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American, 20th – 21st century, male.

Born 19 February 1946, in Washington DC.

Painter, sculptor, draughtsman, engraver, photographer, video artist, glassmaker, decorative designer. Theatre design.

AfriCobra Group.

Akili Ron Anderson attended the Corcoran School of Art and Howard University in Washington DC where he lives and works. He is a member of AfriCobra (African Commune of Bad Relevant Artists) founded in ...

Article

Morgan Falconer

(b Springfield, IL, 1943).

American installation artist, performance artist and sculptor. He studied in Los Angeles at the Chouinard Art Institute and the Otis Art Institute before settling in New York in 1974. He first gained a reputation for his series of Body Prints in the early 1970s. Often resembling X-rays in their detail and translucency, they are direct imprints of the body made on paper with grease. Injustice Case (1973; Los Angeles, CA, Mus. Contemp. A.) is typical in dealing with a contemporary racial issue, with the American flag framing the image presented in opposition to cultural and racial stereotypes; see also African–American Flag, 1990. Contemporaneous with these were the Spade series, which featured garden spades as defiant metaphors for his race, appropriating a derogatory term used by prejudiced whites. These served as a prelude to the found-object sculptures he began to make in the late 1970s from cheap and discarded items such as elephant dung, Afro hair, chicken bones, bottles and bags. Hammons justified his use of such non-art materials which marked a reaction against what he saw as ‘clean’ art, by pointing to the precedents of Dada, Outsider art and Arte Povera. It was these works that brought him greatest recognition. ...

Article

James Smalls

(b New York, Sept 20, 1948).

African American conceptual and performance artist. Piper graduated with an Associate of Arts degree in painting and sculpture from the School of Visual Arts in New York City in 1969. While continuing to produce and exhibit her artwork, she received a BA in Philosophy from the City College of New York in 1974. During 1977–8, Piper studied Kant and Hegel at the University of Heidelberg and earned a PhD in Philosophy from Harvard University in 1981. She taught philosophy at Georgetown, Harvard, the University of Michigan, Stanford, and the University of California, San Diego. Her principal publications have been in meta-ethics, Kantian metaphysics, and the history of ethics. These interests also influenced her art. In 1987 she became the first tenured African American woman professor in the field of philosophy at Wellesley College and, through numerous scholarly books and articles, began to present her ideas through performance art, photography, and video....

Article

Jordana Moore Saggese

(b Baltimore, MD, Nov 15, 1948).

African American sculptor, jeweller, printmaker, installation artist, performance artist, and poet . Daughter of the renowned quiltmaker Elizabeth Talford Scott (b 1914), she received a BFA in art education from the Maryland Institute College of Art, Baltimore, in 1970 and her MFA from Institute Allende in Mexico in 1971. She also studied at Rochester Institute of Technology in New York and Haystack Mountain School of Crafts in Deer Isle, ME. As a visual and performance artist, Scott is most noted for works that engage with both politics and popular culture. The signature of Scott’s visual work is the application of beads, which she frequently used in her sculptures, installations, and jewellery. Her predilection for a material typically associated with craft, rather than fine arts, was inspired in part by the handicraft traditions of African and African American cultures. Such traditions were very familiar to Scott as her maternal grandfather was a basket-maker and a blacksmith and her paternal grandfather was a woodworker; her mother and grandmother both made quilts as well. The use of beads also connects Scott to a broader history of art. For example, one can see the influence of Yoruba beadwork in her creation of objects that are both beautiful and functional. The work also extends beyond Africa to include many other cultures and communities—Native American, Czech, Mexican, and Russian—which all have beading traditions. Scott’s manipulation of so-called women’s arts (i.e. quilting, sewing, and beadwork) connects her to a longer tradition of black feminist artists including Betye Saar and Howardena Pindell. Even with these connections to personal, cultural, and artistic histories, however, Scott’s materials are unique in that the sparkling and seductive surfaces they create are integral to the artist’s desire to shock and to surprise her viewers....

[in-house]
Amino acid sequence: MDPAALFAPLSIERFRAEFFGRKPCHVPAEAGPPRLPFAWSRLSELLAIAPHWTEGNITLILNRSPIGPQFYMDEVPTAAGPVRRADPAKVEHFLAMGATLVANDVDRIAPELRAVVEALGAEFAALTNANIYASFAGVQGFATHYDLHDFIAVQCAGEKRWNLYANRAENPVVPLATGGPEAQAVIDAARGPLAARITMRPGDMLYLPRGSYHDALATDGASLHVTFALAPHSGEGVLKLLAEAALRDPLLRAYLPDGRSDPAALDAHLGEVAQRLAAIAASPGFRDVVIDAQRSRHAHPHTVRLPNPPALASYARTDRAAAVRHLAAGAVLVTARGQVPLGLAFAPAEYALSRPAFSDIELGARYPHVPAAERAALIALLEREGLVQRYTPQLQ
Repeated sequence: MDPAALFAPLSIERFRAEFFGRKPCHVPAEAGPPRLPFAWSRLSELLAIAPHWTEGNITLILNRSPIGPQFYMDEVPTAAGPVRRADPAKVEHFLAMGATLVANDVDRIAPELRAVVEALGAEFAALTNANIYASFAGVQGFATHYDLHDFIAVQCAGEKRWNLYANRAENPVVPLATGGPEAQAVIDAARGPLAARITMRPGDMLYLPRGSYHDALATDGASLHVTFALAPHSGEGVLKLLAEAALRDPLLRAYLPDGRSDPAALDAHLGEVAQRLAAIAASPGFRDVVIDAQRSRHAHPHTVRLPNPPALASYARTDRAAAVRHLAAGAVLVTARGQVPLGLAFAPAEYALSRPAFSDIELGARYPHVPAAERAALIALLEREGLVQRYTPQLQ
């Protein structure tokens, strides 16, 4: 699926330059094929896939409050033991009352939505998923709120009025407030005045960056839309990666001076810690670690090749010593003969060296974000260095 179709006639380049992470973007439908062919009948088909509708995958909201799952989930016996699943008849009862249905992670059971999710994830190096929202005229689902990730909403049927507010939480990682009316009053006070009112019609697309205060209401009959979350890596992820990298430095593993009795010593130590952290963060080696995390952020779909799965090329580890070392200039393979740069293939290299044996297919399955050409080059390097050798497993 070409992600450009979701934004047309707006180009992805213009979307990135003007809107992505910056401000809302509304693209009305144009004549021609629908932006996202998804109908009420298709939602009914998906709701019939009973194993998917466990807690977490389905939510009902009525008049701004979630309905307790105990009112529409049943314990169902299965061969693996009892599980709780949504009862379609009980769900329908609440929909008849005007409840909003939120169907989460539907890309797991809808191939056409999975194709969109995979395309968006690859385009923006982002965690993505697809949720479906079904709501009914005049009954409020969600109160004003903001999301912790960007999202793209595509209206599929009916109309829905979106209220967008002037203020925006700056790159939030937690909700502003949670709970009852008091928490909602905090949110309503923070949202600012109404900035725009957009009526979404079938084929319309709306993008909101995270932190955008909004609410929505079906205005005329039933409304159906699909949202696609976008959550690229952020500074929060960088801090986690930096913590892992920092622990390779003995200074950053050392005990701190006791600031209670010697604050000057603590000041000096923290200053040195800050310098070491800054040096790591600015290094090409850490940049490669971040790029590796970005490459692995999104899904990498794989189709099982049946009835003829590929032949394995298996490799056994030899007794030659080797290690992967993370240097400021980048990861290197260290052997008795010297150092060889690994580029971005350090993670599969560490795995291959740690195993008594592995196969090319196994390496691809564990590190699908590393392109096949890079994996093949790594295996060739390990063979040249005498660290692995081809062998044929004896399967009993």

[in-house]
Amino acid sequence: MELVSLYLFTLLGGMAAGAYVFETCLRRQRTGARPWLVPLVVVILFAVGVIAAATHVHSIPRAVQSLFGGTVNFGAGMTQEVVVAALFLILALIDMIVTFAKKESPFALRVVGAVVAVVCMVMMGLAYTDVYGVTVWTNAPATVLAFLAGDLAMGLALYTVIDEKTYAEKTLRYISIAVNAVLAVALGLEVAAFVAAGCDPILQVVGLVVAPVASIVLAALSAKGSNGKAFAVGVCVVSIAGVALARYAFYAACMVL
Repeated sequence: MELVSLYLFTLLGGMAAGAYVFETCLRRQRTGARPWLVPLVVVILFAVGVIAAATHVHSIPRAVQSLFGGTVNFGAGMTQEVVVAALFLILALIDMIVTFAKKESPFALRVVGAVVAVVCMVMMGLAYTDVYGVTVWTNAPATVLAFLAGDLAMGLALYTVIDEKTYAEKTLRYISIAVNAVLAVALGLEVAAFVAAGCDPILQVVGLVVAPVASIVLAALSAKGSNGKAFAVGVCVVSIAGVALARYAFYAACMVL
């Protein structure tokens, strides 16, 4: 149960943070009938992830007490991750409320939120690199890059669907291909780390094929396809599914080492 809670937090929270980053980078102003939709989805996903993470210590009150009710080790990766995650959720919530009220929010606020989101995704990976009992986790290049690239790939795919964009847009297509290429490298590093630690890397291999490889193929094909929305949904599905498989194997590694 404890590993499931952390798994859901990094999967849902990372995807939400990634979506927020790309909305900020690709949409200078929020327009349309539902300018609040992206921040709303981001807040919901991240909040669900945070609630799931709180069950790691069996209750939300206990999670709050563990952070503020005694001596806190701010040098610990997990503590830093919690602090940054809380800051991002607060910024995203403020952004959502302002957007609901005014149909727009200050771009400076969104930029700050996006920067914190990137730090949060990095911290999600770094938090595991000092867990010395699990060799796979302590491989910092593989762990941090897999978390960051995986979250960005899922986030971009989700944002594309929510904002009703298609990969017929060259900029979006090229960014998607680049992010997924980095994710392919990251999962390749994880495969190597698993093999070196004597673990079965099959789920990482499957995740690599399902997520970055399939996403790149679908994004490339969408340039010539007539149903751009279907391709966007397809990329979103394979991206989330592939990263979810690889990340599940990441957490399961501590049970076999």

Article

Rochelle LeGrandsawyer

(b Newark, NJ, June 28, 1955).

African American performance and conceptual artist. Pope.L attended the Pratt Institute, Brooklyn (1973–5), Montclair College (BA 1978) and the Whitney Independent Study Program, New York (1977–8) before earning his MFA from Rutgers University (1981).

As the self-proclaimed “Friendliest Black Artist in America,” Pope.L approached the taboo and divisive subjects of race, sex and class as a comedic provocateur. Well-known Pope.L works, such as Eating the Wall Street Journal (2002) and Selling Mayonnaise for 100 Dollars a Dollop (1990–91), used humor and absurdity to engage socially-loaded subject matter. While Pope.L’s oeuvre spanned multiple media, much of his work took the form of public performance. For example, in The Great White Way: 22 miles, 5 years, 1 street (2002), Pope.L crawled, scooted and dragged himself—in segments over a five year period—through New York City on a 22-mile path from the Statue of Liberty to the Bronx, wearing a Superman costume and a skateboard strapped to his back....